As my initiative is still in its early stages, I thought I would write about my advice for anyone interested in starting a program at another University this week. First, you are going to need a group of people with different perspectives during your planning stages. As a first year grad student, I do not know every aspect of experimental laboratories, and the advice coming from older grad students, lab managers, Environmental Health and Safety officers, and PIs has been extremely helpful.
There is a ton of information already out there about Green Lab programs so there is no need to reinvent the wheel. Everyone involved in Green Lab programs has a common goal and, in my experience, has been happy to share information and documents.
Third, working with scientists and working with administrators have their own challenges. Scientists want to make sure their research will not be affected and the administrative side of things takes a little longer to get things done than you might expect. It is important to assure researchers that this will not harm their progress while being patient when working with various departments.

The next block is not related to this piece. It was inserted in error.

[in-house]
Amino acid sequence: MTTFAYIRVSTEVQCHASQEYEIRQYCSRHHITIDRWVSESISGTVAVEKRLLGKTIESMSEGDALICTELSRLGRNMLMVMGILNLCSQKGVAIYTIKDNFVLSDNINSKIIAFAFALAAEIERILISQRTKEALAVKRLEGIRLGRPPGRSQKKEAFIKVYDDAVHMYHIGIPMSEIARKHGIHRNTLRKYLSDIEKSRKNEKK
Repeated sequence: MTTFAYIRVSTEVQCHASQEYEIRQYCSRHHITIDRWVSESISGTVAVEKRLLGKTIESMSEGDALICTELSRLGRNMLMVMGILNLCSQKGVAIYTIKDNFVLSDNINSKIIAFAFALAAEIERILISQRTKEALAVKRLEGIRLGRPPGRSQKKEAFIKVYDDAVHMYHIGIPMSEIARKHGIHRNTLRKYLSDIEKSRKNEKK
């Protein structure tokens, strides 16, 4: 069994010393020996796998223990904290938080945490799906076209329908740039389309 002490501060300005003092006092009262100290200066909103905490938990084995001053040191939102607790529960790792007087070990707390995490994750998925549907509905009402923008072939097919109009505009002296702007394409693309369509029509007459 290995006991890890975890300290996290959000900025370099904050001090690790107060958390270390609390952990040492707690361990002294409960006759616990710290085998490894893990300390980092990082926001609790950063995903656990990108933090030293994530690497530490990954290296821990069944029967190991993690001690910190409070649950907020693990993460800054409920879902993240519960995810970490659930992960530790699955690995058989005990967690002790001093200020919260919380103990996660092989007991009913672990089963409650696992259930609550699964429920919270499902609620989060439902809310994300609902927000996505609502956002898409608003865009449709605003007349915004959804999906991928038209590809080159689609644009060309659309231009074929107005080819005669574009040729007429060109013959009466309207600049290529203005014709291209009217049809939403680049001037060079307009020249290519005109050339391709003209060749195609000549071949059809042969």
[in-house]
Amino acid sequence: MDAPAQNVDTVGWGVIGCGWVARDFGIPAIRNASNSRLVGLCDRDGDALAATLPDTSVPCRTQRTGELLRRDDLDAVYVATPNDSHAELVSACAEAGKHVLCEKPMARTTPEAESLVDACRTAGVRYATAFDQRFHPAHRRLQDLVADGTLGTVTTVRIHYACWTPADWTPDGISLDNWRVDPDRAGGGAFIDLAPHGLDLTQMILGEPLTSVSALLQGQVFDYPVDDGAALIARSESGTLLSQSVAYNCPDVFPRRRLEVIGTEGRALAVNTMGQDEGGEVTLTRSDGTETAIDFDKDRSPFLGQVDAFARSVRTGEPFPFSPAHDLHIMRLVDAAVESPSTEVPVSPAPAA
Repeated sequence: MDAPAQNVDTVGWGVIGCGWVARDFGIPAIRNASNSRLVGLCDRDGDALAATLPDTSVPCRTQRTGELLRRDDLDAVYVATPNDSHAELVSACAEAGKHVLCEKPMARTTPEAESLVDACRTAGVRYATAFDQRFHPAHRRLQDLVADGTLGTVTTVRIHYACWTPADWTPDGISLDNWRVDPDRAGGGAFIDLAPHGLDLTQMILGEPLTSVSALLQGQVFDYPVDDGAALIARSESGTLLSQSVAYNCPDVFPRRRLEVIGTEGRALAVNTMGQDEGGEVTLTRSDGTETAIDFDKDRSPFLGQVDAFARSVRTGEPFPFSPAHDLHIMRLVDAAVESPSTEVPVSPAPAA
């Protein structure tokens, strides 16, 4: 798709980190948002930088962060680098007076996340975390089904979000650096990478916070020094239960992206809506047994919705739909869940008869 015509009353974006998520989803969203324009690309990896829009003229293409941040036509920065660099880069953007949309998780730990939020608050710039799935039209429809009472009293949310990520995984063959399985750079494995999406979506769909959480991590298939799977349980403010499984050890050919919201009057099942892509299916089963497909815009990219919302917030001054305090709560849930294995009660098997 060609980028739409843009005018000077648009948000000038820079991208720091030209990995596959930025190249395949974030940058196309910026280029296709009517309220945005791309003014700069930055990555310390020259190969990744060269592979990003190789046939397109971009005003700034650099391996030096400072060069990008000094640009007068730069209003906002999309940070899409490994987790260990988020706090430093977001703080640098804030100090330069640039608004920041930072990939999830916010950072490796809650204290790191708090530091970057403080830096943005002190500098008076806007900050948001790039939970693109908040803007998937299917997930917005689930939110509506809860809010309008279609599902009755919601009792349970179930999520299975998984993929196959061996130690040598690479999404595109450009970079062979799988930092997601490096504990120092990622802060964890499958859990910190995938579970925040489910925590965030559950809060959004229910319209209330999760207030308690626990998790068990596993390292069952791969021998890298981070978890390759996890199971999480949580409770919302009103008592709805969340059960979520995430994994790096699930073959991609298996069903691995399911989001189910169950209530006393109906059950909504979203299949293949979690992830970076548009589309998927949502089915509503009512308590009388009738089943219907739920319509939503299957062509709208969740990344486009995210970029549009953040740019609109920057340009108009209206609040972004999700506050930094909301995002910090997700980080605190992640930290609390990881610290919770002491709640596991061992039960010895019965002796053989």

Lastly, framing your goals and plans differently can help gain the support of many groups of people. As grant funding is down, many programs and labs are attempting to cut costs. Many of the Green Lab practices save a lot of money by decreasing chemical and equipment purchases and utilities bills. Additionally, many Universities have pledged to reduce Greenhouse Gas Emissions, which can be more easily completed by reducing laboratory energy usage as lab spaces use a disproportionate amount of energy to maintain, compared to other academic building spaces.